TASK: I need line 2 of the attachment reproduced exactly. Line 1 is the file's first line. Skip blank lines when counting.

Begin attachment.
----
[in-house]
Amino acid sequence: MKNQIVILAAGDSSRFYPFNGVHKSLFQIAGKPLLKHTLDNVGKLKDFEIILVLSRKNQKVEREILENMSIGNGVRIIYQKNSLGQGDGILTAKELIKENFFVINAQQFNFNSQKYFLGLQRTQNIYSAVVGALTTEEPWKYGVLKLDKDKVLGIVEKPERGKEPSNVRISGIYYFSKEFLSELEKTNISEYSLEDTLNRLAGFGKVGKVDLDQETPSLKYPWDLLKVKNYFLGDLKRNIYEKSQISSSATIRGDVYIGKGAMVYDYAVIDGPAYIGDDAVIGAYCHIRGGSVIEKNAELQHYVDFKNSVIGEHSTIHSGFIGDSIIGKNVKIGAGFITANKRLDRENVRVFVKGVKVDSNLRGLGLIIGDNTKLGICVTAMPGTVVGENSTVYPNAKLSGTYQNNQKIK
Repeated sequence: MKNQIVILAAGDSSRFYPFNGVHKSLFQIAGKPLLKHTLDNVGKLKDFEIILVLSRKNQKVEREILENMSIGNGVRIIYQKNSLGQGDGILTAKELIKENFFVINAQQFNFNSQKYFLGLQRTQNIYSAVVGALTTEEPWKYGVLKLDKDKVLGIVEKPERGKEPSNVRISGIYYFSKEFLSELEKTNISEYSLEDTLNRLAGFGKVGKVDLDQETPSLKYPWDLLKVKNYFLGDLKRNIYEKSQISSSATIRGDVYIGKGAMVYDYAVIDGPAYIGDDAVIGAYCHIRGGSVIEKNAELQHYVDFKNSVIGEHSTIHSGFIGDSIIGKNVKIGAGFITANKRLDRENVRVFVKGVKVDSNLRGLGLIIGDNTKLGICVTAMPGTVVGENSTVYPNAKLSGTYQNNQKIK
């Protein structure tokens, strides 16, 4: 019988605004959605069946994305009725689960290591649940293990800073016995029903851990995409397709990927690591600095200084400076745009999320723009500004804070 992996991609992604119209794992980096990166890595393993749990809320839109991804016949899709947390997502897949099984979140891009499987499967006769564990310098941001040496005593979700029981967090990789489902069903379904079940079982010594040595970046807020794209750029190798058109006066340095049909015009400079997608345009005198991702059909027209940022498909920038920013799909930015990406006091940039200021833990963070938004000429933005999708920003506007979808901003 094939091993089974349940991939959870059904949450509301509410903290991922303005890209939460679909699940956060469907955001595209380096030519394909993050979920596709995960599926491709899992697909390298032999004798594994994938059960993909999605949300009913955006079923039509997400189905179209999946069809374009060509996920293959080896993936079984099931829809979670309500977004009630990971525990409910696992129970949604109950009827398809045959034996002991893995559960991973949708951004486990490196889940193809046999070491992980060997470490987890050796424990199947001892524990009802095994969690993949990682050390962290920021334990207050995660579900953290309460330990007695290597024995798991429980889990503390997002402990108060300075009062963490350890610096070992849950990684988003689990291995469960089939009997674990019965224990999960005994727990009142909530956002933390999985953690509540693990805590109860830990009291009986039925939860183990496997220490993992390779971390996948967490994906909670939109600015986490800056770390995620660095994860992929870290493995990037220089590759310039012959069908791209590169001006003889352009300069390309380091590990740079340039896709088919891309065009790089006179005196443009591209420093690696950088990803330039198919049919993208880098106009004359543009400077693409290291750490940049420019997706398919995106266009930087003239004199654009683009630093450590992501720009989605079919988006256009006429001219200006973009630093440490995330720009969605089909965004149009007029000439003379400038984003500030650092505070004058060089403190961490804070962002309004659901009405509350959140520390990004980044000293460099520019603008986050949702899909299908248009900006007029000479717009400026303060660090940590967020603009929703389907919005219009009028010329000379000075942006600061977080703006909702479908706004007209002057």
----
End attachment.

Amino acid sequence: MKNQIVILAAGDSSRFYPFNGVHKSLFQIAGKPLLKHTLDNVGKLKDFEIILVLSRKNQKVEREILENMSIGNGVRIIYQKNSLGQGDGILTAKELIKENFFVINAQQFNFNSQKYFLGLQRTQNIYSAVVGALTTEEPWKYGVLKLDKDKVLGIVEKPERGKEPSNVRISGIYYFSKEFLSELEKTNISEYSLEDTLNRLAGFGKVGKVDLDQETPSLKYPWDLLKVKNYFLGDLKRNIYEKSQISSSATIRGDVYIGKGAMVYDYAVIDGPAYIGDDAVIGAYCHIRGGSVIEKNAELQHYVDFKNSVIGEHSTIHSGFIGDSIIGKNVKIGAGFITANKRLDRENVRVFVKGVKVDSNLRGLGLIIGDNTKLGICVTAMPGTVVGENSTVYPNAKLSGTYQNNQKIK